Tuesday brought the last performance of the Los Angeles Philharmonic’s “Green Umbrella” contemporary music series for the season, which was notable for also being dedicated to the late Alan Rich who had been one of the biggest advocates for new music and Los Angeles’ place in the contemporary classical world. As to whether or not he would have thought highly of the show, we’ll never know, but as L.A. Phil president Deborah Borda noted, he certainly would have been there. The evening’s program was also the final major program in the Philharmonic’s “Americas and Americans” festival. Despite banal platitudes from music director Dudamel and others about music breaking down borders between peoples of the Americas, the festival has been notable for bringing a lot of unfamiliar music to the Walt Disney Concert Hall stage. The “Green Umbrella” program ran like much of the rest of the festival in presenting equal parts multi-cultural exploration and world-music kitsch on offer.
Music director Gustavo Dudamel conducted three works on the program in his first appearance at any Green Umbrella program this season. He clearly has some interest in 20th- and 21st-century music as evidenced by some of his performances this season, and it was nice to at least see him advocate for a living composer by his presence. Of course, he’s yet to say two words about any of it directly to a local audience either onstage or in a pre-concert venue as of yet. But before he took the stage in either half of the program, there were two solo performances by guitarist Andrew McKenna Lee. The first was a work based on a Bach prelude and the second was Leo Brouwer's Sonata
, both of which featured Lee’s exquisite guitar virtuosity. I certainly admired the technical skill of his playing, but I must admit, I’m no connoisseur of guitar music. Listening to this stuff is just as likely to make me feel I’m in some restaurant waiting for a drink refill between the appetizer and main course.
However, there was plenty of other music on the program from other living composers. USC alumnus Andrew Norman’s Gran Turismo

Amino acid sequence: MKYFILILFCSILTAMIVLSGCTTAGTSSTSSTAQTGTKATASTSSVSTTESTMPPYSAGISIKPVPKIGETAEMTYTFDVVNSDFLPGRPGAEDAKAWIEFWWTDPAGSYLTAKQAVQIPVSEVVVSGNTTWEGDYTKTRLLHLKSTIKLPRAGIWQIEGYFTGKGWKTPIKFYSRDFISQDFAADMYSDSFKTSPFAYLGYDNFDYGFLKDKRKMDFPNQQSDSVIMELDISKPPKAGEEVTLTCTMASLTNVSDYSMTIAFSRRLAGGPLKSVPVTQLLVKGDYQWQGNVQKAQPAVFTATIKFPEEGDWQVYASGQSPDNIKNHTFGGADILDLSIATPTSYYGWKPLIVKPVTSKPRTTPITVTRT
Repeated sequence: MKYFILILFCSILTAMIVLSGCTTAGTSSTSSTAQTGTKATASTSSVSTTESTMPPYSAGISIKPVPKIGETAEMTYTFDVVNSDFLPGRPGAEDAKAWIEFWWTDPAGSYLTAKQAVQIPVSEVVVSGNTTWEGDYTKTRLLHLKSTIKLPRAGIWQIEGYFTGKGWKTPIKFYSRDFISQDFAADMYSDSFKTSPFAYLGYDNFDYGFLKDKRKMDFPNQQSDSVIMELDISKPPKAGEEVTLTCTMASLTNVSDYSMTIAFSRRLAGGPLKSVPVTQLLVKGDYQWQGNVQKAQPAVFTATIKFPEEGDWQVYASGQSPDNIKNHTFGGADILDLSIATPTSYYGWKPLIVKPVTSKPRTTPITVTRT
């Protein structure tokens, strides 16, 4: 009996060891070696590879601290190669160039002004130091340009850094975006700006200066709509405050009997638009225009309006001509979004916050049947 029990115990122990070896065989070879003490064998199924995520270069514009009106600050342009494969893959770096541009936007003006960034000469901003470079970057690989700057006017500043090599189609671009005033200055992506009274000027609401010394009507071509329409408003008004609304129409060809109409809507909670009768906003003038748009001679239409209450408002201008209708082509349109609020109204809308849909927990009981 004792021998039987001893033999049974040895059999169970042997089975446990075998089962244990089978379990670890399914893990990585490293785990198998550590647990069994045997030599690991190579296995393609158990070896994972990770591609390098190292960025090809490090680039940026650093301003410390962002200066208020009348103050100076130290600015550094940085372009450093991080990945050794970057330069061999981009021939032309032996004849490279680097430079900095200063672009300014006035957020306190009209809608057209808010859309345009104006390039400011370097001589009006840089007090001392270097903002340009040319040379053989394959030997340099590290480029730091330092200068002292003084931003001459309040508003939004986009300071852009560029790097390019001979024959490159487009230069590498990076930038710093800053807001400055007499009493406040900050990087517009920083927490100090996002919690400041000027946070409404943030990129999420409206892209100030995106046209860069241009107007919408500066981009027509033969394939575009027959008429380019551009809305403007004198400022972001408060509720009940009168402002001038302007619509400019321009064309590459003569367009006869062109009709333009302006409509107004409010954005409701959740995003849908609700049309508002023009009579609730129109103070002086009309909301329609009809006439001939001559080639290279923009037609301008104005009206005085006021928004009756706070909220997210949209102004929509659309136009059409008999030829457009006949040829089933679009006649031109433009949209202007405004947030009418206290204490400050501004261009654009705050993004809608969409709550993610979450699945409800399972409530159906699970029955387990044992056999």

provided a lively little race for eight string players in the first half. Written while he was still a student, he noted before the show that the work has continued to garner him an unexpected amount of attention. It was fun, if brief, with its rapid sequences and interruptions between players. Norman has been commissioned for a new piece for the L.A. Philharmonic next year, so there is more to come. After this, Derek Bermel premiered one of the evening’s two new commissions with a work entitled Canzonas Americanas
for small chamber orchestra. Bermel was asked to compose a piece inspired by the festival’s theme of musical and cultural integration and he went for broke, throwing in an amazingly wide array of American popular music idioms and Latin rhythms in what sometimes seemed a completely random haphazard fashion. There was a sort of sincerity about the piece, which could be charming, but also naïve in its wholesale incorporation of elements without any irony. The final movement of the work provided a brief vocal solo from Luciana Souza in a lovely coda.
Probably the more satisfying of the two premieres was Esteban Benzecry’s Fantasia Mastay
. I wont trouble you with the mythological underpinnings of the piece, but it did concern the same new-agey riffs on peoples coming together across borders. The work slowly grew out of a swirling cacophony of contradicting sounds into a rushing ascending pattern of notes particularly in the percussion parts. Here the influence of musical traditions both Northern and Southern were fused together in a more hybrid way creating a new unitary construct in contrast to a hodgepodge of the typical references. It was by far the smartest work on the program and perhaps the most challenging work in the whole festival in its relatively few brief minutes.
Labels: LA Philharmonic 09/10